2 November 2015 Edition
Clear potential for changing Ireland
Building an Alternative
Sinn Féin and the smaller Left parties and Independents will have to show that they can work together with a coherent and (as much as possible) unified alternative policy programme for government and a common vision and narrative for changing Ireland
DR RORY HEARNE is Senior Policy Analyst at TASC (Ireland’s independent progressive think tank) and author
BEHIND the mask of recovery lies a scarred society which is the legacy of austerity and the bailouts. This is most visible in rising rates of food poverty, over 90,000 on waiting lists for social housing, 1,500 homeless children, patients on hospital trolleys, families torn apart by emigration and, most shamefully, child poverty has doubled to almost 12% – that’s 138,000 children. All this while 40% of all children, 63% of lone parents and 20% of all workers are living in deprivation.
Meanwhile, the wealthiest 20% in Ireland own about 70% of the total wealth and their wealth has increased significantly in recent years. Government policy as set out for the coming years will worsen things further as they cut taxes on higher incomes and corporations and restrict spending on public services and infrastructure.
Our democracy has also been severely undermined.
The Irish people were excluded from all the major decisions taken during austerity such as the bank bailouts, paying back the bondholders, the IMF/EU/ECB bailout, NAMA, and Irish Water, and annual Budgetary decisions of what should be cut and who should be taxed.
Promises of political reform that would ensure government was more accountable were never fulfilled.
The challenge is how that change of values and institutions can be brought about. Most important is involving the majority of Irish people in a broad inclusive movement to bring about a real Republic based on the values of social justice, co-operation, solidarity and equality.
Sinn Féin, Left political parties, NGOs, trade unions, community groups and ordinary people across the country have an equally important role to play in this.
A fundamental shift is underway as the right-wing parties of Fianna Fáil and Fine Gael no longer have majority support. This presents the possibility for a fundamental transformation of Ireland towards equality and social justice as people look for alternative politics.
However, with an approaching general election, the broad anti-austerity Left parties and Independents have only around 35% of the support in opinion polls (with Sinn Féin around 18% to 23%) as some of the anti-Establishment vote is going to Centre Right and ambiguous Independents such as the Independent Alliance. In the general election this would result in around 50 seats, which is well short of a majority necessary to form a government.
There is clearly some serious thinking, analysis and new approaches required by the broad Left if it is to fulfil the potential of the current period for transformative change and achieve the support of the majority of the population.
To win a majority, Sinn Féin and the smaller Left parties and Independents will have to show that they can work together, would support each other in government and that there is a coherent and (as much as possible) unified alternative policy programme for government and a common vision and narrative for changing Ireland.
In the Right2Water and Right2Change movements, the Left parties, trade unions and independents have shown they can work together and there is broad agreement around key principles. It needs to be developed and communicated clearly that there is a coherent potential alternative government.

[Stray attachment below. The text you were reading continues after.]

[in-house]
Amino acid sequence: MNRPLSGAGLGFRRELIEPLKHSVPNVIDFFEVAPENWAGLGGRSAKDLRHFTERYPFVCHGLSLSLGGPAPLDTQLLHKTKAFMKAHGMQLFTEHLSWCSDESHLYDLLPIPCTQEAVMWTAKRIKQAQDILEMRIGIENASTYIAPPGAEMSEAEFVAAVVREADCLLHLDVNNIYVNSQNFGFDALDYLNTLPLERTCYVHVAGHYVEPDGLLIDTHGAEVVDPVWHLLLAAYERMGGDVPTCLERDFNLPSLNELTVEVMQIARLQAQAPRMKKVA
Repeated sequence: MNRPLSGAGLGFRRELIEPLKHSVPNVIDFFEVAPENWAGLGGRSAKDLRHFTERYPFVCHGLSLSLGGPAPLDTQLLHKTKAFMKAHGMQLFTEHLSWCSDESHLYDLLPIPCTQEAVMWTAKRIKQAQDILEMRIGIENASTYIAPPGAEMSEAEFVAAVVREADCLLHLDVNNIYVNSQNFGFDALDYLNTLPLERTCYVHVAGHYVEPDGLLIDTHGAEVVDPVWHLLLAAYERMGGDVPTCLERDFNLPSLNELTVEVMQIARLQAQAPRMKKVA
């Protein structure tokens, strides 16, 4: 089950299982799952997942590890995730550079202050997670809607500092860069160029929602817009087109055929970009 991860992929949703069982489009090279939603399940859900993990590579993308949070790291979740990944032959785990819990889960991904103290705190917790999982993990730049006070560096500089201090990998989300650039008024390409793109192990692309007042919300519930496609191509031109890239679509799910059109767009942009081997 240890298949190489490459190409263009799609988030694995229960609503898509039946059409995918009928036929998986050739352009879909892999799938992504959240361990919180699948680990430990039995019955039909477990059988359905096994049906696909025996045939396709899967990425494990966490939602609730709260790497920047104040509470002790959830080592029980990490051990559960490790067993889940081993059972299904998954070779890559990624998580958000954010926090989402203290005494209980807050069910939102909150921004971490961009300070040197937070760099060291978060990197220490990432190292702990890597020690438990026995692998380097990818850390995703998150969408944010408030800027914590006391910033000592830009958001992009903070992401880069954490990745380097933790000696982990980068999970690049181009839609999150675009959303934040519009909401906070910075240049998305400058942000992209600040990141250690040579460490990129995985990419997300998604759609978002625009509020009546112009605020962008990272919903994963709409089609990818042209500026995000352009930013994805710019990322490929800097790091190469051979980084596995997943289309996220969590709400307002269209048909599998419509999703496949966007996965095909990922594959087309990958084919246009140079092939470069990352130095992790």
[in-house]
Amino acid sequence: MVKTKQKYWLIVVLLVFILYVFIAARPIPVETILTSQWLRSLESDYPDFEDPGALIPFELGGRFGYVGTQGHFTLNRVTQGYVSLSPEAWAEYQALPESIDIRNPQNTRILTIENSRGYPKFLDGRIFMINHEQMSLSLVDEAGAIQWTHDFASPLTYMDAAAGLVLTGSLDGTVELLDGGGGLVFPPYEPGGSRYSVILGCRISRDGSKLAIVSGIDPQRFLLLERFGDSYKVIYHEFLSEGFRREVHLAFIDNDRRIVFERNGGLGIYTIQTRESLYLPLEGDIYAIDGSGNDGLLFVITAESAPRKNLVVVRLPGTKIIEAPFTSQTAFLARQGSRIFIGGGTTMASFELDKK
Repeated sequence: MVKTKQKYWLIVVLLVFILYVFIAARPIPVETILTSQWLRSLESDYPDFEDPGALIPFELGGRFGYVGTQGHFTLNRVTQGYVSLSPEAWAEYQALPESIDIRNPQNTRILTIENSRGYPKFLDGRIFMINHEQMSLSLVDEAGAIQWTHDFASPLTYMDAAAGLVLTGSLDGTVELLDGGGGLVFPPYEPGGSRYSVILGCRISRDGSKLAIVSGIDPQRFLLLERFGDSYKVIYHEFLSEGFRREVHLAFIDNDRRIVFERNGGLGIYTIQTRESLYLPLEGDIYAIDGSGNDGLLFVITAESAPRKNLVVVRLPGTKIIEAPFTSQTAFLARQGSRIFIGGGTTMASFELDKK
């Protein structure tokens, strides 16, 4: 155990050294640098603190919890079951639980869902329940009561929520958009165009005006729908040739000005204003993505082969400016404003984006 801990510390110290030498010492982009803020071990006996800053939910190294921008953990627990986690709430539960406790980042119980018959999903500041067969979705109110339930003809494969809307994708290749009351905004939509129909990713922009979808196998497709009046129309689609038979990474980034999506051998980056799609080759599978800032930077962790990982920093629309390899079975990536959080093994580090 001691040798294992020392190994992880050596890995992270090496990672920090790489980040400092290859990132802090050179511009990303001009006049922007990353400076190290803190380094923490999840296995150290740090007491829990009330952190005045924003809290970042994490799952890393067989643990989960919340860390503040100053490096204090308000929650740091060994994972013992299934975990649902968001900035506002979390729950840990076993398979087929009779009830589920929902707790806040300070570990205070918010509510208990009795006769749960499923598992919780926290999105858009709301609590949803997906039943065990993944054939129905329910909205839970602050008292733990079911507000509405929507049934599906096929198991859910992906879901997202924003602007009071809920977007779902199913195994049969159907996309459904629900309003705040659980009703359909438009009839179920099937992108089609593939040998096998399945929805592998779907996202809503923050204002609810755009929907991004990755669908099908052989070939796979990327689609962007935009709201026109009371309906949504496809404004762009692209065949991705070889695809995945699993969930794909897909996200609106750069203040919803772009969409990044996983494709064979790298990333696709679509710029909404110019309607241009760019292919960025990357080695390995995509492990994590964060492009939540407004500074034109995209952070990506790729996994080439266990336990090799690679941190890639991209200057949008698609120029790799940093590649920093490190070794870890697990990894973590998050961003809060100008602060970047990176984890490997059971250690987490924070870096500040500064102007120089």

Much can be learned from new citizens-led political movements across Europe and Latin America. The likes of Podemos in Spain argue for the creation of a populist movement around key policies and concerns that can link all the groups that oppose the current establishment to achieve the values of democracy, equality and social justice.
If we are to convince a majority then the Left must speak the language of the majority and communicate our ideas in ways they can identify with.
Rather than stating we want a “Government of the Left” it might be more inclusive and successful if we state that we are for a “Citizens’ Government” of equality and social justice. Furthermore, it might be strategic for Sinn Féin and Right2Change to achieve a social majority by creating an even broader “Changing Ireland” alliance that could also include civil society groups, NGOs, academics, local community groups, and social enterprises and small business groups interested in this agenda.
Processes of deepening citizen empowerment and democracy could be helped further in the run-up to the election by organising “Citizens’ Constituency Forums” in cities, towns and villages where ordinary citizens, the Left parties and Independents, trade unions, communities and NGOs come together to outline their priorities for the election. Any Programme for Government could then go back to these Citizens’ Constituency Forums before being agreed upon.
After the election, Sinn Féin, the Social Democrats and other Left Independents must avoid the repeated fundamental mistake made by the Labour Party – to go into government as a minority partner with a majority right-wing partner like Fianna Fáil or Fine Gael.
It is no longer the case for the Left that there is no alternative but to form a government with the Establishment parties. There is a clear potential for the broadly-defined Left and progressives to have a majority and form a government.
It might not be in the coming election but such is the depth of change in the views of a large section of the Irish people this is a realistic possibility in the near future. It is what the Left and all progressives should be aiming for.